“I think the presidency is beneath her. There’s more power in being Oprah Winfrey than in being Barack Obama. It would be my goal for Palin to become Oprah and be the ultimate kingmaker for twenty-odd years,” – Andrew Breitbart.

  15. rikyrah says:

    Reality TV: Where’s the Black Love?
    Disgruntled women and absent men dominate popular reality shows that focus on black people and love. They’re just TV shows, but what statement do they make about our reality?
    By: Patrice J. Williams | Posted: March 21, 2011 at 12:46 AM
    Last week marked the end of Season 2 of VH1’s catty Basketball Wives, and just when we thought the foolishness was over, the network debuted Love and Hip Hop, a “docu-soap” series on women who are connected to hip-hop, through either their men or their careers. The presence of the words “love” and “wives” in the titles of these shows is misleading — the programs are almost totally devoid of both.

    It’s no secret that in recent years, VH1 reality shows have started to skew more toward attracting (exploiting?) the black viewer. From women with nicknames such as Deelishis, Bunz and Thing competing for five minutes of fame on Flavor of Love to the mile-long list of high expectations of former TLC member Chili on What Chili Wants, black love and relationships are front and center on the network.

    With all of the doom-and-gloom media coverage of black women and marriage statistics in recent years, do shows like this reinforce stereotypes of commitment-phobic black men and desperate black women who settle for unfulfilling relationships?

    On this past season of Basketball Wives, only one featured married cast member, Jennifer Williams, was actually married. And surprise, surprise — much of her storyline revolved around the dissolution of her dysfunctional union. By the time the end-of-season cast reunion rolled around, Williams announced that she had plans to finally divorce her estranged husband, former ball player Eric Williams.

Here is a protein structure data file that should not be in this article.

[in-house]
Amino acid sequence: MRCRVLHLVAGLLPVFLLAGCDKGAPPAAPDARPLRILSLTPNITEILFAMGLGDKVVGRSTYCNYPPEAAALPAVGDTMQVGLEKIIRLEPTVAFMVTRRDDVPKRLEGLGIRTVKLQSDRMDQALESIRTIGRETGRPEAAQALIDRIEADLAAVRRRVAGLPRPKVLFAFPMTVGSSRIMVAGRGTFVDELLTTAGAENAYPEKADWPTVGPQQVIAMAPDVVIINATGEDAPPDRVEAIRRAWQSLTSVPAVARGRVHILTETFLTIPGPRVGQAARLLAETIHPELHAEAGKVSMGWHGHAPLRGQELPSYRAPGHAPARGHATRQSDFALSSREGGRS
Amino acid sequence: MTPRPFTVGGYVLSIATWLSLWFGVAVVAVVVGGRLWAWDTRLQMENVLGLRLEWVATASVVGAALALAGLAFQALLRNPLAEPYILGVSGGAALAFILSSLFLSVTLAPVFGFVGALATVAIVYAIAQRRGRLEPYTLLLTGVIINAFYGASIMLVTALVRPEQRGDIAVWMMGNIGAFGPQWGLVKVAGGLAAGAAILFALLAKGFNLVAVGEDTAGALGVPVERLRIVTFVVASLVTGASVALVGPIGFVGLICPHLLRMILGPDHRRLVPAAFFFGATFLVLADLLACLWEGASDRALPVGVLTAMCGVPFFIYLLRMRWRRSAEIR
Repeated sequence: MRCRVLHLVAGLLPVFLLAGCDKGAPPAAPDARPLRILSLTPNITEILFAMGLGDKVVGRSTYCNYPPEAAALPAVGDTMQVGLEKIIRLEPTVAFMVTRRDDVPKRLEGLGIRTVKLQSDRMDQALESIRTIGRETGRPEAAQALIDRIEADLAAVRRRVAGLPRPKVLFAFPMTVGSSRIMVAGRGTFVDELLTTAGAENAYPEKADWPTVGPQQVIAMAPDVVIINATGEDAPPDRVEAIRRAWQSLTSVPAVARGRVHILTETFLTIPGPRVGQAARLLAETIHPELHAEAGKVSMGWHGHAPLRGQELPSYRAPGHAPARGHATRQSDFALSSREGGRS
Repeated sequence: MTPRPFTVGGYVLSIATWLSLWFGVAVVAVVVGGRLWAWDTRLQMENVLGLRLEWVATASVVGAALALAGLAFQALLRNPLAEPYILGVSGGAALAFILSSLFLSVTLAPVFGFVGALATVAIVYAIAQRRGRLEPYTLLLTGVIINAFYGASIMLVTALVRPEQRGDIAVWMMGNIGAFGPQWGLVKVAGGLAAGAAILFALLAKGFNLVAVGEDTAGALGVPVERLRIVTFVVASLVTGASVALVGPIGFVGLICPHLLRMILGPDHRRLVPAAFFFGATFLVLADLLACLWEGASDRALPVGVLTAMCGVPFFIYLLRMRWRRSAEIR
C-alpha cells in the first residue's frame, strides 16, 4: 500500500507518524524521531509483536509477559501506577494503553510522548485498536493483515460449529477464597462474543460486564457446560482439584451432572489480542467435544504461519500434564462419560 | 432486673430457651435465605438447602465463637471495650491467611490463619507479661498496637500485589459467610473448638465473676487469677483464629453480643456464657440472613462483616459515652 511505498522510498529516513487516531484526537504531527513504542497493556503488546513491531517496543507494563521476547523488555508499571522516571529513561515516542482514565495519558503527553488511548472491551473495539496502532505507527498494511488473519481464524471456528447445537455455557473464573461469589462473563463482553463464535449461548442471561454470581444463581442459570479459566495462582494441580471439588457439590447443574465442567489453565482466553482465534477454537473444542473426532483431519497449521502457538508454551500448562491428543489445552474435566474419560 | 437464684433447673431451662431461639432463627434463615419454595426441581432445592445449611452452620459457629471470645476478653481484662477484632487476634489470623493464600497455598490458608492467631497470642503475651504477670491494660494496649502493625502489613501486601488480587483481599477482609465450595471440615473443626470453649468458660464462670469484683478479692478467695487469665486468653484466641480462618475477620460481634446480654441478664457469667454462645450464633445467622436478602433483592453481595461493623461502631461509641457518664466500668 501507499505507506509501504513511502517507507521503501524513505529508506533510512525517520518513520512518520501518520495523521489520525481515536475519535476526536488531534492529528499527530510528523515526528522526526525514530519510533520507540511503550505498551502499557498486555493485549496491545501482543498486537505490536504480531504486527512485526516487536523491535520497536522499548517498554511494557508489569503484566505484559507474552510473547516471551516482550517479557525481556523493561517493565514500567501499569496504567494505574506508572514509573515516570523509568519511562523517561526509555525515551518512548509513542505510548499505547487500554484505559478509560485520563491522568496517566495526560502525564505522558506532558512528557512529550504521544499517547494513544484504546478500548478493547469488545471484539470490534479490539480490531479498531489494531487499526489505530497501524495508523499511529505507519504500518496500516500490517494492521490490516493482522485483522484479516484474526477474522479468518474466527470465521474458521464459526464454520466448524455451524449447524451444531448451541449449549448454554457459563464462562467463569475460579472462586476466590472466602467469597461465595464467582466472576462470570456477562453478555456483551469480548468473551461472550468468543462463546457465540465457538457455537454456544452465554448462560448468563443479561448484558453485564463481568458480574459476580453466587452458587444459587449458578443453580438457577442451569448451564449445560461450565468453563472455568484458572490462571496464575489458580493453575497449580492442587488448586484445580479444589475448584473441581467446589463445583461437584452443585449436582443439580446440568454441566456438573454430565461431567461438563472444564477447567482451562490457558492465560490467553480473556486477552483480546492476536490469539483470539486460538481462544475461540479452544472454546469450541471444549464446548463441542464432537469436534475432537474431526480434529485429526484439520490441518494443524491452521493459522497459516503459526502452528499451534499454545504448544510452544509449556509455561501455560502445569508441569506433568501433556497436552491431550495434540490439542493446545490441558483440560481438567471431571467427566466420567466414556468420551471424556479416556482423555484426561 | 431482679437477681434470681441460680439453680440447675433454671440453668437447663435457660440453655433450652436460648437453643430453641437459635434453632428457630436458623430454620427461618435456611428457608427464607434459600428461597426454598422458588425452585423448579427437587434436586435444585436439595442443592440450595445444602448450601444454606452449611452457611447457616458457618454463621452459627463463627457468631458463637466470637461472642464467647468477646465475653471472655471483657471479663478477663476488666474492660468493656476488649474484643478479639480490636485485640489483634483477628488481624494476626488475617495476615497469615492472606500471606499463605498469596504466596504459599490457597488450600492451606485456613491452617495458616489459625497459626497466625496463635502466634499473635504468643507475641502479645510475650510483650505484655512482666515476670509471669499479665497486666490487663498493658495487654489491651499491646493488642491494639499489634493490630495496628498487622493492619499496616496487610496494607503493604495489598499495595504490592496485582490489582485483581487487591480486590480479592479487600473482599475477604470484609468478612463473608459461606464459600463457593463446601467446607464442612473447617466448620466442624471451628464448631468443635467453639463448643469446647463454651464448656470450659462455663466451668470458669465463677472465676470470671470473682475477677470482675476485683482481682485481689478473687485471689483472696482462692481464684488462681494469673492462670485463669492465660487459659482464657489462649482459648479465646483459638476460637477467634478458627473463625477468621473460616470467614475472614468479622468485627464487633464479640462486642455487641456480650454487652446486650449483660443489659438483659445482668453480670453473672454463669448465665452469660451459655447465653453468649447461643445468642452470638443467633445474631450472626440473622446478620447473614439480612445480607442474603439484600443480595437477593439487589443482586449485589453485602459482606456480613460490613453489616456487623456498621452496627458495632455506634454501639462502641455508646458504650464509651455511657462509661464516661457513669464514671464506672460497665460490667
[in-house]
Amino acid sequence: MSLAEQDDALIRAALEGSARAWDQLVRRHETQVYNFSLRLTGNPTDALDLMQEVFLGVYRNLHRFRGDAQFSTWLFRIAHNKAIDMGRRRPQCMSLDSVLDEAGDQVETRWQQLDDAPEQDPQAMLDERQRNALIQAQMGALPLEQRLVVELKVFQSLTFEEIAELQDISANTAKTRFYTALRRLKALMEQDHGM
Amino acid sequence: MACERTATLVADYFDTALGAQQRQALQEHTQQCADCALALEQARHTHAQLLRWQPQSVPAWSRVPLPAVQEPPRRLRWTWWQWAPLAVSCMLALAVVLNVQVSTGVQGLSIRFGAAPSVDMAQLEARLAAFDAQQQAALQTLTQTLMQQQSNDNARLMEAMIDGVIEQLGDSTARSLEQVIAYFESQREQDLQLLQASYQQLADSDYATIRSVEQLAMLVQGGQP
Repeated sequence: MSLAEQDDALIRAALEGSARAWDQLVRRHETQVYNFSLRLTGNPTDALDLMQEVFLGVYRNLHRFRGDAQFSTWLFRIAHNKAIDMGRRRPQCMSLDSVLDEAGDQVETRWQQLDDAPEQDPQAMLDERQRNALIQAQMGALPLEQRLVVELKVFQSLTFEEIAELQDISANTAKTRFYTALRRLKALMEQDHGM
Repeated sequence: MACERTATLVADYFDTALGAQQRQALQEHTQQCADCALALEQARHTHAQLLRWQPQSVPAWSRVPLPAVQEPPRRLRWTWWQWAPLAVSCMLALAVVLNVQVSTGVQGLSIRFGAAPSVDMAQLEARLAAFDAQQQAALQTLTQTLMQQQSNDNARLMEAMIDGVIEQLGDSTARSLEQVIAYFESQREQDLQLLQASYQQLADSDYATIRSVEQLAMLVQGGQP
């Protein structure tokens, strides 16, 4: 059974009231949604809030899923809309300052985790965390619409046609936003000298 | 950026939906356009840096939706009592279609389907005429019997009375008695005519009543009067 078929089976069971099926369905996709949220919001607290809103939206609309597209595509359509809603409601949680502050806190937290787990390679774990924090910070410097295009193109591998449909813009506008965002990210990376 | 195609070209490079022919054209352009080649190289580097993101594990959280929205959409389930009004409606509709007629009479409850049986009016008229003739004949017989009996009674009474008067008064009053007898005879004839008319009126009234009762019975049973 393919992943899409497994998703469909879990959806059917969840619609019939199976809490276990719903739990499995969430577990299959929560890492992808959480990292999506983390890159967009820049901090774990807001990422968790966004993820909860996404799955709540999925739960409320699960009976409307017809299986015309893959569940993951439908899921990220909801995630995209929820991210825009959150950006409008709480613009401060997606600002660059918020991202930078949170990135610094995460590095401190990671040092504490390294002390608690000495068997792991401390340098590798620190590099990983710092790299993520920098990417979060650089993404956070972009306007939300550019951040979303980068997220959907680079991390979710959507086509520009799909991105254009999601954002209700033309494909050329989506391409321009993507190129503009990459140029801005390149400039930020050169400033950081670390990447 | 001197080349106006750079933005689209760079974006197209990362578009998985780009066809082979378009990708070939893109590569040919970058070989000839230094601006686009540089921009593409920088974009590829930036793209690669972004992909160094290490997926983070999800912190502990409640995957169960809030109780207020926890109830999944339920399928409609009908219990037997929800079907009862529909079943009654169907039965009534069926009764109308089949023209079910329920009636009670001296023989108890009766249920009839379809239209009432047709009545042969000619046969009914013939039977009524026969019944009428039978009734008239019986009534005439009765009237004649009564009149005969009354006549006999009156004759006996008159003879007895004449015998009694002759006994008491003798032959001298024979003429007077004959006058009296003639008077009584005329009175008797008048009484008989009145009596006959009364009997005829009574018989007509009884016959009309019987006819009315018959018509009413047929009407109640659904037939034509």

As for the other women, they’re former girlfriends, one-time fiancées and ex-wives. Besides Williams, they all have one thing in common: They had children with their ballers. Is this really enough to warrant “wife” status?

    Just as Basketball “Wives” was ending, Love and Hip Hop kept the train rolling. It’s only one episode in, and we’ve been given a window into the relationships of Chrissy, the girlfriend of rapper Jim Jones; and Emily, rapper Fabolous’ longtime love. Both women have been with their lyricists for several years. Despite the fact that their men aren’t interested in marriage, the cast mates stress over when they’ll get a ring.

    Chrissy makes it clear that she wants to get married and have children with Jones. Describing her role on the show, states, “Her time is running out. She’ll be the Bonnie to another Clyde if it’s not going to be Jim. Jim better wake up soon because Chrissy will get hers one way or another.”

    The most troubling relationship is that of Emily and Fabolous. They have been together for eight years, live together and have a son, but she says he never “claims” her to the outside world. “He’s a rapper. There’s women, there’s this, there’s that, but he’ll never leave me,” Emily confidently proclaims. “I’m his family; I know that … He’ll say, ‘I’m single as a dollar bill.’ ”

    Excuse me? If your man isn’t willing to admit that he’s with you or that you even exist, he may not be your man. The one-sided relationship is painful to watch. After a tear-filled lunch with Mashonda (ex-wife of Swizz Beatz, who caused a minor scandal when he left her for Alicia Keys), during which Emily debated whether she should stay or go, she drove off in a Bentley, presumably purchased by the beau who won’t even acknowledge her role in his life.

    Reality shows aren’t an overall representation of any race or sex, but it’s questionable, interesting and baffling that all of the characters seem to fit the same mold. Black women are continually seen as the ride-or-die, hold-your-man-down-no-matter-what chicks. Loyalty is certainly needed in all relationships, but when it’s unbalanced or comes at the cost of happiness, that’s a no-go.